Opinion

Post-Gacaca property compensations for survivors: A missed opportunity for Reconciliation in Rwanda

In this article Albert Gasake, the Legal Advocacy Coordinator at SURF and Justice Commissioner at GAERG, explores the problems that persist for survivors in obtaining adequate and meaningful compensation for material assets that were lost during and as a result of the genocide. The failings of the Gacaca court system, which closed in 2012, are considered along with the shortcomings of the succeeding legislation that was intended to address unresolved issues of compensation.

Watch this video here http://vimeo.com/59506767
Maria, a genocide widow, discusses her battle for compensation for her destroyed property

The value of the Travaux d’Intérêts Généraux (TIG) initiative that was first introduced by the Gacaca courts is considered, and the paper questions whether this community service scheme is in fact diverting compensatory measures for survivors into public works as part of a programme of nationalization. The lack of impact that TIG has on the living circumstances of survivors is related with respect to the imminent report of the Prime Minister’s Special Committee on Gacaca . The remit of this Committee is examined in the paper and concludes that its task is not only unfeasible but that failure to achieve it may jeopordise the chances for future settlement of compensation issues.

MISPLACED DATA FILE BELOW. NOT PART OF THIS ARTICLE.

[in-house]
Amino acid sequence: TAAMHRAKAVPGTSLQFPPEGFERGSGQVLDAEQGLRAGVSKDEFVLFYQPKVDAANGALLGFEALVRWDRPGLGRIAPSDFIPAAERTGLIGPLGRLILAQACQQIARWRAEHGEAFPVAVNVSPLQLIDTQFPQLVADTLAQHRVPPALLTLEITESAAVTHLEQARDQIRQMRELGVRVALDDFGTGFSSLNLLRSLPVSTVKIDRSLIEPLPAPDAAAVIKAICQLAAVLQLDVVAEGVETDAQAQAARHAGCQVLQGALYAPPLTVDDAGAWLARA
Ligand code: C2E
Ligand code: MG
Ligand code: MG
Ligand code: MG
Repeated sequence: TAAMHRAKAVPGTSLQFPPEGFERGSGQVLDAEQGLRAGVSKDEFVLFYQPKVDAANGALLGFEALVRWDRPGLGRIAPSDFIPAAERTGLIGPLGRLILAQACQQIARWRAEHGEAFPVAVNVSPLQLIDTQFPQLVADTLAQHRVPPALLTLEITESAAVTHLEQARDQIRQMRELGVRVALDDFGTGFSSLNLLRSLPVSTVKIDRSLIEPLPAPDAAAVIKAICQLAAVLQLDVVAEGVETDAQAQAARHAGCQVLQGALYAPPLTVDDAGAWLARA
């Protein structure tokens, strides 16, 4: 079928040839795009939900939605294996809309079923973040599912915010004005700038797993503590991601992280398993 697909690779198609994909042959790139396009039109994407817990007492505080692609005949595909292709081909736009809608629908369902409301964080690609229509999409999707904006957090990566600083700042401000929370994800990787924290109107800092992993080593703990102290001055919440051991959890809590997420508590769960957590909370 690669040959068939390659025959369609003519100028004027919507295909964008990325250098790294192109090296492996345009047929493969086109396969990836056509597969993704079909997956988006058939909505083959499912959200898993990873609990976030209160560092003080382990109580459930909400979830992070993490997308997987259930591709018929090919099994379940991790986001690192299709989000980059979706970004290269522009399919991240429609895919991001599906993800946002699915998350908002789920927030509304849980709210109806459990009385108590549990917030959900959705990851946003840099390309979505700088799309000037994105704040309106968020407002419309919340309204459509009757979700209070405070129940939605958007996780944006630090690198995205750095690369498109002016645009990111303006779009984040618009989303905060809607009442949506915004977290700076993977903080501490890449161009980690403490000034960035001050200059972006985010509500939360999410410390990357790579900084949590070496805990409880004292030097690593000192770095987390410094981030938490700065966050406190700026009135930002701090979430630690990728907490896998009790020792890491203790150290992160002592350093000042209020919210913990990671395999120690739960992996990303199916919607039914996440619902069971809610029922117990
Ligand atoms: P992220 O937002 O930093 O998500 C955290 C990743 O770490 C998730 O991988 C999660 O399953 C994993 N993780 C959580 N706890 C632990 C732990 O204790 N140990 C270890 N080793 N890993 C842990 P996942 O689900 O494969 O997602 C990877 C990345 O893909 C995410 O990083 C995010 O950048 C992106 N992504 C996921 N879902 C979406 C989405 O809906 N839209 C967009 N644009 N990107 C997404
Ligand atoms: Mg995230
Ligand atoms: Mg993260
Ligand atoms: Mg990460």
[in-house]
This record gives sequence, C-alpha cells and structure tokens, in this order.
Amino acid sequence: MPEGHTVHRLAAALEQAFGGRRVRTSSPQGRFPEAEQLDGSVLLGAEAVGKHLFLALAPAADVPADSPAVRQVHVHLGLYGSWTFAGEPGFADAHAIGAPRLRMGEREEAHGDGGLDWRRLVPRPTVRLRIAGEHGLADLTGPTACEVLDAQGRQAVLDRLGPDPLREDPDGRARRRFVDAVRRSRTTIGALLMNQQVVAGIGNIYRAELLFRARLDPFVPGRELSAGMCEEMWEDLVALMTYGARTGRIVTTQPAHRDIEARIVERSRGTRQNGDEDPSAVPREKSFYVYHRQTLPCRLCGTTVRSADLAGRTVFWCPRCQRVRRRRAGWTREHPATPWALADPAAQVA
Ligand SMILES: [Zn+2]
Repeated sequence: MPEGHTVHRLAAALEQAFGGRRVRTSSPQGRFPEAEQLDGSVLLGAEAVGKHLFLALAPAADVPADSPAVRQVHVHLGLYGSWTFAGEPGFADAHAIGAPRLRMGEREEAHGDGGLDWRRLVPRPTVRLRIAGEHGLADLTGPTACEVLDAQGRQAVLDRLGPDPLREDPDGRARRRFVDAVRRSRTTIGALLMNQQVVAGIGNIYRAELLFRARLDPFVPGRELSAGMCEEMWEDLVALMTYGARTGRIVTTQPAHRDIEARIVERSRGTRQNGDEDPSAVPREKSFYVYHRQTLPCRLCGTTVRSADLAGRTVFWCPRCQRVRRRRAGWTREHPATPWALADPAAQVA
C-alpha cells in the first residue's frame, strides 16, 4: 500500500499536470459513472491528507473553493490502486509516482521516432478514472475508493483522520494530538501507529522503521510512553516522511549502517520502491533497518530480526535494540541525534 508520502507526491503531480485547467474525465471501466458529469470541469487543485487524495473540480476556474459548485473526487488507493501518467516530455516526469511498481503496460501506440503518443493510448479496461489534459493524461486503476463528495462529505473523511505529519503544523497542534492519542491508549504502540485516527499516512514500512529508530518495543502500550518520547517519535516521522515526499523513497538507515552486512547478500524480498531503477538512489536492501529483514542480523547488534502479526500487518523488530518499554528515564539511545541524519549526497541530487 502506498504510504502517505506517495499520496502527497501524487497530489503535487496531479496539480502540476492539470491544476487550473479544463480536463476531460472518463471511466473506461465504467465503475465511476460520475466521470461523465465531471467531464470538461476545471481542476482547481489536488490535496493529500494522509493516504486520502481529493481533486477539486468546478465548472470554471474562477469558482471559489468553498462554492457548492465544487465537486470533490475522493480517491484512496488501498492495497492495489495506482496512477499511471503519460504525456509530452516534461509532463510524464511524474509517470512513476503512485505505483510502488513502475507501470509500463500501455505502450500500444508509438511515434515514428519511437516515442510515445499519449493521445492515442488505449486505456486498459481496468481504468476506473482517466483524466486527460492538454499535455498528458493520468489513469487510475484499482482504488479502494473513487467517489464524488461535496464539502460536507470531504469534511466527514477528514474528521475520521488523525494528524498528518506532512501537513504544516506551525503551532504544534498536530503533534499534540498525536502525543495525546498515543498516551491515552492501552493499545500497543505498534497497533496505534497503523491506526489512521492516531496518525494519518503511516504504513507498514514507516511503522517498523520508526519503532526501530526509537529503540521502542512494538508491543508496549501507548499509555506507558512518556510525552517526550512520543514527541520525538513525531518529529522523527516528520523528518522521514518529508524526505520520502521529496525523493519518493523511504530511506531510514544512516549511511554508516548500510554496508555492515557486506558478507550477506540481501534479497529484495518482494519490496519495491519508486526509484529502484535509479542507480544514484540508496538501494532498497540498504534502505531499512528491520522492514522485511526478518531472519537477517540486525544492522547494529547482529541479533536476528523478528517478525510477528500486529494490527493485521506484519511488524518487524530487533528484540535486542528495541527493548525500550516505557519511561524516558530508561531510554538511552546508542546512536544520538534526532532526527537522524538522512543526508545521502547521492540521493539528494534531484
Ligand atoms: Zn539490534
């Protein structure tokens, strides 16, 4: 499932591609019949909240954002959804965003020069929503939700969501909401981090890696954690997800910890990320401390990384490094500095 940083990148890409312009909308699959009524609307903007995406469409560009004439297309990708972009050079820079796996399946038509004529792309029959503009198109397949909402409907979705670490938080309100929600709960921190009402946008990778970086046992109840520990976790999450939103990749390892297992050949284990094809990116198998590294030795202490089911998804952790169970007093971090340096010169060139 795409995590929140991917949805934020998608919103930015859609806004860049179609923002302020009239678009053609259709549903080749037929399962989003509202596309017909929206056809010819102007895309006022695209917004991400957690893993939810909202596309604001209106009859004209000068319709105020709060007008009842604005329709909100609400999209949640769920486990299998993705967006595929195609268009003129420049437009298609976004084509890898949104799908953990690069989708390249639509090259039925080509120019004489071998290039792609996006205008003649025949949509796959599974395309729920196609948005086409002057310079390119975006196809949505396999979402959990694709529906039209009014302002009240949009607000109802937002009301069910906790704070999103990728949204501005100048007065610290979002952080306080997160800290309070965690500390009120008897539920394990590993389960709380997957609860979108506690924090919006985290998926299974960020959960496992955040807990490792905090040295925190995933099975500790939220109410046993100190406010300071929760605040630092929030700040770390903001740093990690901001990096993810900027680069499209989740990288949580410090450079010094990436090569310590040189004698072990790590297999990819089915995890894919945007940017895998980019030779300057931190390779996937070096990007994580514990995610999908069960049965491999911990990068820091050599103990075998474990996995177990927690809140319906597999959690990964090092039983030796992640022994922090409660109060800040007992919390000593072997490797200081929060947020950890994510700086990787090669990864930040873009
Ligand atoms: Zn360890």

The paper also draws on informative evidence gathered by the National Unity and Reconciliation Commission’s surveys and community dialogue programmes, which illustrate survivors’ fears about the inadequacies of the compensation processes.

The paper recognizes that Reparation may not certainly solve all the problems of survivors, but it will at least deliver a degree of restorative justice for survivors and improve their lives that continue to be severely affected by the pervasive consequences of the genocide.

The paper concludes that the efforts since the genocide to address compensation for survivors have been largely inadequate and that this is hampering the process of reconciliation in Rwandan society.  Gasake argues that further study is necessary in order to establish a reparation system that can be seen as effective, particularly by survivors themselves, and that the need for this is timely in the approach to the twentieth anniversary of the genocide in 2014, as the momentum to compensate survivors appears to be faltering.

He finally advises that if reconciliation is truly possible, it will only be built on this foundation of complete justice. Read full article here

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